Guillory never suggests that we don togas and pace the agora, or that we tweet like Lincoln. He masterfully avoids cheap nostalgia. But, trying to invoke what’s changed, he observes that literary scholars used to spend lots more time treating language as what it is — a sophisticated medium capable of achieving astonishing feats of meaning and value. He thinks it’s unfortunate that we voluntarily ceded the single best justification for our existence: that we keep track of these verbal triumphs.
Half lost, or entirely lost, those triumphs need perennial explanation and performance to achieve their full expression once more. The good news is that many undergraduates love to take courses where this happens. Wonder is wonder. That transcendent revivification, rather than ideological topicality, offers a sustainable justification — and maybe even a business plan — for the discipline.
But monuments aren’t monuments without documents, and this is where scholarship earns its keep. Panofsky’s example centers on an imaginary German altarpiece from 1471 and the contract for it. We care about the altarpiece. But it’s the contract that informs our understanding. Without the altar, the contract means nothing. Without the contract, the altar means a lot less. For an example closer to home, consider John Milton’s early lyric poem “Lycidas,” which first appeared in a volume of poems by 17th-century college kids. The other poems are documents. You read them to appreciate Milton’s monument, which sits among them like a Fabergé egg among softballs.
Panofsky’s theory allows for a broad definition of monuments. The Kennedy assassination is a monument, as is the attack on Pearl Harbor. Fewer people would study Lee Harvey Oswald (a document) or the Japanese military in December 1941 (a document), were this not the case. Scholars can weaponize documents to change our understanding of reality. “As fragile as they are,” Guillory writes, “documents store up power; they hold in reserve the power to alter the order of the monuments themselves.” It doesn’t take much philosophizing to realize that no object is essentially monumental or essentially documentary. One scholar’s text is another scholar’s context. And the battles of scholarship have everything to do with hashing out priorities. Are William Faulkner’s works monuments? Or are they just documents that illuminate Toni Morrison’s monuments? The answer depends on the scholar.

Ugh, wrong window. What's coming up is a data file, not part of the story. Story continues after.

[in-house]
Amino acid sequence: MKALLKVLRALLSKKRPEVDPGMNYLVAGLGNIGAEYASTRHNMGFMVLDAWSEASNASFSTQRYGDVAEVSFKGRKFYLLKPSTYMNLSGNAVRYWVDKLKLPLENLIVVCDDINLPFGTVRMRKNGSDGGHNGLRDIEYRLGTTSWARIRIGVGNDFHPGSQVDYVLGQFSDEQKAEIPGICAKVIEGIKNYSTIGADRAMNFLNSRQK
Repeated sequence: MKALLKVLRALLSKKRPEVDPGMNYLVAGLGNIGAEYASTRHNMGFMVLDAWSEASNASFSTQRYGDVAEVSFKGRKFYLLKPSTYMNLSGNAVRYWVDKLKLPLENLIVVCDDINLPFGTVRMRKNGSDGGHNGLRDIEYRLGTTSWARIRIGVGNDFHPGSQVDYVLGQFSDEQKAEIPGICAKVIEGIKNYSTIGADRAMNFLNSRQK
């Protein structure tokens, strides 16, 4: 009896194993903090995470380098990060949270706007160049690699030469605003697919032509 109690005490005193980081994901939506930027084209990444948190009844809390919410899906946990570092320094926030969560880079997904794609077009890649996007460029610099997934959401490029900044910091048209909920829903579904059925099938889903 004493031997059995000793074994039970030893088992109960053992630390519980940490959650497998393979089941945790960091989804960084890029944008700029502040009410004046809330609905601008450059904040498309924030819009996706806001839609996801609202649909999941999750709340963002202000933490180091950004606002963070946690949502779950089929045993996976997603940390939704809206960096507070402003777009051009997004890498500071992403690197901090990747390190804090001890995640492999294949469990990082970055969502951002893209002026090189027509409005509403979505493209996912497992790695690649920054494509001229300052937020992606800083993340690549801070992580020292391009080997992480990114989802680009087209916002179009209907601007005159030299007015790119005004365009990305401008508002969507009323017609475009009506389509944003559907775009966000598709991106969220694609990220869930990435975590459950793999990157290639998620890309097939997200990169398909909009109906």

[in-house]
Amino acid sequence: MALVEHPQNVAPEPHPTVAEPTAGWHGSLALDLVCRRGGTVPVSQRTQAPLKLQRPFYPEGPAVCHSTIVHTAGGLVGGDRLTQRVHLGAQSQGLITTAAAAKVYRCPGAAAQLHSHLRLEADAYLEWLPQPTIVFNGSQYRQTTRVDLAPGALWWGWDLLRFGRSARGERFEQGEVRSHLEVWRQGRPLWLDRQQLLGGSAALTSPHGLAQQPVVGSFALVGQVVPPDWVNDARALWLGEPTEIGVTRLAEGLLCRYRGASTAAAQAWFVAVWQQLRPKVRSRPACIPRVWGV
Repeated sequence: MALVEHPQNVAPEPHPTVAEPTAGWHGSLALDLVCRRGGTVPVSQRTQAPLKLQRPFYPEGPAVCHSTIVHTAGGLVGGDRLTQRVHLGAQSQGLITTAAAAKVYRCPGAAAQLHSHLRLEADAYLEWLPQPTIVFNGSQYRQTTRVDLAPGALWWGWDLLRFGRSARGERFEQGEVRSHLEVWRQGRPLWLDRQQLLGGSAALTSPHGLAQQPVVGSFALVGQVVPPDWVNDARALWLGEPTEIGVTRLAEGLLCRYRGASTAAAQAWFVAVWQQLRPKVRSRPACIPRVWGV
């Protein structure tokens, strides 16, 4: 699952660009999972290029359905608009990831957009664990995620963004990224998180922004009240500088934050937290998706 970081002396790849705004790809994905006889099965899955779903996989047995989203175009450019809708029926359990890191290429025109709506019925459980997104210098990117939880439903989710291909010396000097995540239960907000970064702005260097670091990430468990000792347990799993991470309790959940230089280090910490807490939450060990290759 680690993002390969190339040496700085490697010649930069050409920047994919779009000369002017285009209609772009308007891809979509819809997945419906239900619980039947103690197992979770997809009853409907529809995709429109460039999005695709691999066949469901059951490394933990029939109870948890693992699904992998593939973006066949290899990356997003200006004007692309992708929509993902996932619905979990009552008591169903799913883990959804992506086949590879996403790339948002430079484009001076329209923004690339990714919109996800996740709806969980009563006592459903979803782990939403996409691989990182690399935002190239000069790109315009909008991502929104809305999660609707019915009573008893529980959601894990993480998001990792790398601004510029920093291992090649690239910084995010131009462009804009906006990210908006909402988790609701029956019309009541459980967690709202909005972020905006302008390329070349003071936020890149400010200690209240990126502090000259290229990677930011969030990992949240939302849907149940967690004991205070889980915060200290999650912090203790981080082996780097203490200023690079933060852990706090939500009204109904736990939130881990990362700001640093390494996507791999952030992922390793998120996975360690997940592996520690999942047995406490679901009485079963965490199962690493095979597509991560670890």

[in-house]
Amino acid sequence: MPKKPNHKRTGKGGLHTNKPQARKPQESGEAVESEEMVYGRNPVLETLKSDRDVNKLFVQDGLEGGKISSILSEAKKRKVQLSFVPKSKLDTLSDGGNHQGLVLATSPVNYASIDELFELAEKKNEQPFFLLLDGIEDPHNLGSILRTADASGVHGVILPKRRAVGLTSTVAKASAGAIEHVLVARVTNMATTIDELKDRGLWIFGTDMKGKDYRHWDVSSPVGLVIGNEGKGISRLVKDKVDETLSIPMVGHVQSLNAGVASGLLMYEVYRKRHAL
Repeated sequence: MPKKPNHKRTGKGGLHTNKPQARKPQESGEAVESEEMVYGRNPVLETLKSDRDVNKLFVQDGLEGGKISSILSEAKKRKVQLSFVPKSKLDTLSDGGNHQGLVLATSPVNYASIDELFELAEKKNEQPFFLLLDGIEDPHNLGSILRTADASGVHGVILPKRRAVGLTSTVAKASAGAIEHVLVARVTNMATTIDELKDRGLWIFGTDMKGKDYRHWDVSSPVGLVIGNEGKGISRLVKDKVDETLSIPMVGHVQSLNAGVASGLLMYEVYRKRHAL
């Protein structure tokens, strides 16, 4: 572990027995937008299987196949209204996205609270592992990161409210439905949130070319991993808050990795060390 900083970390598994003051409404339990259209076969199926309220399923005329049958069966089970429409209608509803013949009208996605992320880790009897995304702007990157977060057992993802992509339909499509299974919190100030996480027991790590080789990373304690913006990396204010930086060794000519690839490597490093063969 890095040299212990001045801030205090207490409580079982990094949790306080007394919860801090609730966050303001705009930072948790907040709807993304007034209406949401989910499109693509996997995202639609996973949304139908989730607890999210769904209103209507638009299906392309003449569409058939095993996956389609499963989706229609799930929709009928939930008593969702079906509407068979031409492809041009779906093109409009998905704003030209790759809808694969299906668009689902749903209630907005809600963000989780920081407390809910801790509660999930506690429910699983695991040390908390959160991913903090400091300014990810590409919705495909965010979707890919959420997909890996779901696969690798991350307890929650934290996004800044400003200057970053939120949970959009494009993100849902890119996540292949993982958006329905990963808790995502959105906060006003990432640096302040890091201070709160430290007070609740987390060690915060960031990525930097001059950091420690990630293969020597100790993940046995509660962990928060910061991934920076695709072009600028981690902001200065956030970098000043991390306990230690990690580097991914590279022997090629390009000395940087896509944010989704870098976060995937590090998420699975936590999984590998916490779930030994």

Guillory’s upshot is that literary scholars should remember — and that real remembering involves the endless work of going to bat for this document or that monument. Scholars should stay in the business of transforming documents into monuments and monuments into documents and holding both dear. They are stewards and curators of texts and contexts. They have 3,000 years of material to work with, and more each year.
We all know that the same idea, put in different language, is anathema to a left-of-center profession: “great works,” “stood the test of time,” and “the best that has been thought and said” are not phrases to include in your tenure dossier. Guillory throws his bombs softly. Cup your ear and you can almost hear the bow tie rustle:
Every decision we make about what to remember, what to save, has very real social effects. But these effects may also require the long term to become apparent. They are unlike the more immediate social benefits claimed for humanities study, but they are equally important. Just as the humanities find their objects in long time, their effects may be disclosed in long time as well.
Asked what they do, literature professors could answer: “I critique the hegemonic order of neoliberal capitalism as it appears in what’s left of best-selling literary fiction, which isn’t very much.” Or they could answer: “I keep track of the stuff worth saving. Nobody else is going to do it.”